It is by far the most significant Nuragic legacy of Nule, an area with a high density of prehistoric remains and one of the best preserved in central-northern Sardinia. Perched at 700 metres at the south-western high plain of Buddusò, the Voes nuraghe dominates a panorama that spans all of the mountains of the Goceano, all the way to the valley of the lower Tirso river. The monument is located about six kilometres from the small town famous for its textiles and, above all, for its elegant carpets graced with framas designs, whose roots can be traced to the late Roman-high Middle Ages.
The monument is grandiose and its fundamental components remain intact, although they were never maintained or even the object of archaeological digs. Dated to the between the middle and late Bronze Age (1600-1000 BC), Voes was subsequently inhabited in later eras, as proven by a fragment of Punic ceramics and a hoard of copper and silver coins from the Imperial Age found there. The structure is a complex one, made up of a central tower which, it is believed, was once composed of three storeys. Around it, added at a later date, is a tri-lobed bastion: the three towers are connected by a corridor and laid out concentrically. At the entrance is a short corridor that leads to a small rectangular courtyard. The walls have openings that lead to the corridors that provide access to the rooms of the central tower and secondary spaces. The tower, aside from the circular room, has three niches set in a cross pattern with a tholos roof. To the left is a spiral staircase that leads to the rooms of the upper floor, where there are another three corridors that lead to the three secondary towers. The curved line of the tower makes it similar to the famous Santu Antine nuraghe at Torralba, while the bastion bears resemblance to the Losa nuraghe at Abbasanta.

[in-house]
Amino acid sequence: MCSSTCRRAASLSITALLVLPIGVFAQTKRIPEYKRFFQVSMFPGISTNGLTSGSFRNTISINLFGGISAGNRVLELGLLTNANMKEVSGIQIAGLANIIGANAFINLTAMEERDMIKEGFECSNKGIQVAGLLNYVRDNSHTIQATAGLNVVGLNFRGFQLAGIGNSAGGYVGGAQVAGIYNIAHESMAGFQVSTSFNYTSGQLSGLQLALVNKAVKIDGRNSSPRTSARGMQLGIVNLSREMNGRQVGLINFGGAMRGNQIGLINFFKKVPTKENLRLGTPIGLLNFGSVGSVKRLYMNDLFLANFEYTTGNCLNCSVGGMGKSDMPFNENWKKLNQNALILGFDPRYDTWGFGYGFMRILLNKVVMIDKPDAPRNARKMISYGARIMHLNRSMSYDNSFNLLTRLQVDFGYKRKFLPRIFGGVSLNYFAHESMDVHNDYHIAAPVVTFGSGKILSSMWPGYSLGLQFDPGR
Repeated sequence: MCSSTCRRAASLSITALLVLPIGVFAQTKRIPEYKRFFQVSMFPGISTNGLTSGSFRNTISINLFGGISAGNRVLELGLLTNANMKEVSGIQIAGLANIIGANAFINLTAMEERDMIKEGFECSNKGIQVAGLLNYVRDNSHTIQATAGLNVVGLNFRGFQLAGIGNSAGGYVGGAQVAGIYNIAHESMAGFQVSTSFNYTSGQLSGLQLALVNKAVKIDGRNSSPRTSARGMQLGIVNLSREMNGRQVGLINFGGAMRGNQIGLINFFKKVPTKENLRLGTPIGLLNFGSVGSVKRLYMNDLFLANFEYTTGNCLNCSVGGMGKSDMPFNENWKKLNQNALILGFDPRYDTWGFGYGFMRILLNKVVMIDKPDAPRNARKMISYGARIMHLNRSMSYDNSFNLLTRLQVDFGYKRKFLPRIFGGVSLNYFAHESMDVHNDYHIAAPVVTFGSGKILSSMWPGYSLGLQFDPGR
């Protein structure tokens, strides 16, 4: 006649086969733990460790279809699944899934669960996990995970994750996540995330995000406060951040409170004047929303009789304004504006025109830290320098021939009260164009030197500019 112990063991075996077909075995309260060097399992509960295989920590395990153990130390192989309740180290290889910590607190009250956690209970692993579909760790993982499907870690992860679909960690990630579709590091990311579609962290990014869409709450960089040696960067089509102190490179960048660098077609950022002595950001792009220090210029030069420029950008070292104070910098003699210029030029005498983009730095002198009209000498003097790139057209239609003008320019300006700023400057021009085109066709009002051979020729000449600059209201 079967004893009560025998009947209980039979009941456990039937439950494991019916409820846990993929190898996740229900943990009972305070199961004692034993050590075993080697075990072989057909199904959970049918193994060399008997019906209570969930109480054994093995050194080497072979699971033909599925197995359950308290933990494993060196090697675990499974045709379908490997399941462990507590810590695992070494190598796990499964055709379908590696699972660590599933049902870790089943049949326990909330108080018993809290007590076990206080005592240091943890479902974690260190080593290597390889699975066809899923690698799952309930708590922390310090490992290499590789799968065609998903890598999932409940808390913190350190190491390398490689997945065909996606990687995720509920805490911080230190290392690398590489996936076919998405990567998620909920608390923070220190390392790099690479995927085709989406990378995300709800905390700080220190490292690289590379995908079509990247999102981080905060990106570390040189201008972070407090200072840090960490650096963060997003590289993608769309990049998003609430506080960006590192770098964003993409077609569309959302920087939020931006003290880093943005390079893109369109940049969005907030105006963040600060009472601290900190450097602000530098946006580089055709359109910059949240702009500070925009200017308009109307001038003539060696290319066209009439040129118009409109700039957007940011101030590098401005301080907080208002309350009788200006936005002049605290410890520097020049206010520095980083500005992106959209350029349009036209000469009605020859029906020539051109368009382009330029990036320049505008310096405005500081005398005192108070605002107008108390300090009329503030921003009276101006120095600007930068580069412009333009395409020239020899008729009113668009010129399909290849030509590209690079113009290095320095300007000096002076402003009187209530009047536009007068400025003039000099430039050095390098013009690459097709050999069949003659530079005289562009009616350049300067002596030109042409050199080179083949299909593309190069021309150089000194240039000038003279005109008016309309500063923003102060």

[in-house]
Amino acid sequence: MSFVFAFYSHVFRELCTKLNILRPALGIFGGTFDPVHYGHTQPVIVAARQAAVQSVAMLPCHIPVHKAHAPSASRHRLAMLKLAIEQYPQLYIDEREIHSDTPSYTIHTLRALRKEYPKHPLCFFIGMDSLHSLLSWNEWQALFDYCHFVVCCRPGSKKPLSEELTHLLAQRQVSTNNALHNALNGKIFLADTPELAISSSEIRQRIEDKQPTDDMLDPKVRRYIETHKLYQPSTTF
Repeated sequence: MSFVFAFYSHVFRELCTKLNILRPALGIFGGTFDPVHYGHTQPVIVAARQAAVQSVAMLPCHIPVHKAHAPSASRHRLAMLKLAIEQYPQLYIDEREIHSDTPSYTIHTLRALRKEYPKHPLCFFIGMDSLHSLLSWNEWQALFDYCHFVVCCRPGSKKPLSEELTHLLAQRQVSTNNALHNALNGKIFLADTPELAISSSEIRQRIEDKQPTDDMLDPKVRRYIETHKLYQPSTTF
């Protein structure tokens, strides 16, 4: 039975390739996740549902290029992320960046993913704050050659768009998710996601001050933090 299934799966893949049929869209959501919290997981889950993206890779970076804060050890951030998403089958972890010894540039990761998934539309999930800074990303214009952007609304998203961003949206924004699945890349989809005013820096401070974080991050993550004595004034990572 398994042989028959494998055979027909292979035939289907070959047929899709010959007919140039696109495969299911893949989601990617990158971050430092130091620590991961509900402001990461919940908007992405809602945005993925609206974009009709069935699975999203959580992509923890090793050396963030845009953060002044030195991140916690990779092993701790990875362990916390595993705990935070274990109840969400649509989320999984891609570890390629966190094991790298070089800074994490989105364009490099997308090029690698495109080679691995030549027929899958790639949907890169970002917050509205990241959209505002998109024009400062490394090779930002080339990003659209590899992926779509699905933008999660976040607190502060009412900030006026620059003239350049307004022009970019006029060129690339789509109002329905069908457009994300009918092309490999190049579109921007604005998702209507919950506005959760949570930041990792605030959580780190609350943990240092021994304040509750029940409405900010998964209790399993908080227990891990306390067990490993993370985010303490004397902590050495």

The entire area around Nule is an open-air archaeological museum that includes a wide variety of Neolithic settlements, from dolmen to menhir, and plenty of Bronze Age remains: 18 nuraghe with surrounding villages, three giant tombs. The village of Santu Lesei is also of great importance, famous for the little bronze statue of Nule, an image featuring the body of an animal with the head of a man. It can be seen at the National Archaeological Museum of Calgari. At the end of the archaeological excursion, in the centre of Nule, a town made up of narrow streets lined with ancient stone houses, you can visit the XVI century former church of Santa Croce and the new church of Santa Maria Assunta, built in Gothic-Aragonese style, home to a wooden Baroque altar and valuable paintings.